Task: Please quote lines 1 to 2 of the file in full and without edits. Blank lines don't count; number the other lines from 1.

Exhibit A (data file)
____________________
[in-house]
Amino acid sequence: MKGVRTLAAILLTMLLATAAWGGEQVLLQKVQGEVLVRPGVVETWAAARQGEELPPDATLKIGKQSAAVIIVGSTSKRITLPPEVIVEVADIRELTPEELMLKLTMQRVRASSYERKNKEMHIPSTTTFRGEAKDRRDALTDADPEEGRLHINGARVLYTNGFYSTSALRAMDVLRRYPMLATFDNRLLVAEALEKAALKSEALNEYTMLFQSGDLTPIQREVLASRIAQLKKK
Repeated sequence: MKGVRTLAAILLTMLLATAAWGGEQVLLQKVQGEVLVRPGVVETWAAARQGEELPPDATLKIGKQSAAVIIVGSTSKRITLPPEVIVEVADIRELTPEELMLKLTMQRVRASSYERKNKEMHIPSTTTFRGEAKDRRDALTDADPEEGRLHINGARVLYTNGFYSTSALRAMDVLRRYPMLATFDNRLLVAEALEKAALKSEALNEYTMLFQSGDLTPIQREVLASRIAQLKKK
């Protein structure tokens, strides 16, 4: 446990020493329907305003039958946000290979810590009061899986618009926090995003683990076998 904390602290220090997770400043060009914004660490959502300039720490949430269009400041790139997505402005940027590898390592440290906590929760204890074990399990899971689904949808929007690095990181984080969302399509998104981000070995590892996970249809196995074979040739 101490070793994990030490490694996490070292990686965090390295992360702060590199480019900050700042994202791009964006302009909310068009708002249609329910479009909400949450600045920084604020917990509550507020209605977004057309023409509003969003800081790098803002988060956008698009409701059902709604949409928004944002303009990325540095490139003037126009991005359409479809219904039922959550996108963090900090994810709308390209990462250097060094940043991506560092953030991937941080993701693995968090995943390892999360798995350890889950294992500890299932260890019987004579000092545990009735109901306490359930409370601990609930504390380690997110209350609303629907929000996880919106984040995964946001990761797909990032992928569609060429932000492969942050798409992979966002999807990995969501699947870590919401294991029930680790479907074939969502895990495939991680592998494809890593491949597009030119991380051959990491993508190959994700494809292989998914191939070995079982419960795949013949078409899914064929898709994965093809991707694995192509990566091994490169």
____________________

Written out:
[in-house]
Amino acid sequence: MKGVRTLAAILLTMLLATAAWGGEQVLLQKVQGEVLVRPGVVETWAAARQGEELPPDATLKIGKQSAAVIIVGSTSKRITLPPEVIVEVADIRELTPEELMLKLTMQRVRASSYERKNKEMHIPSTTTFRGEAKDRRDALTDADPEEGRLHINGARVLYTNGFYSTSALRAMDVLRRYPMLATFDNRLLVAEALEKAALKSEALNEYTMLFQSGDLTPIQREVLASRIAQLKKK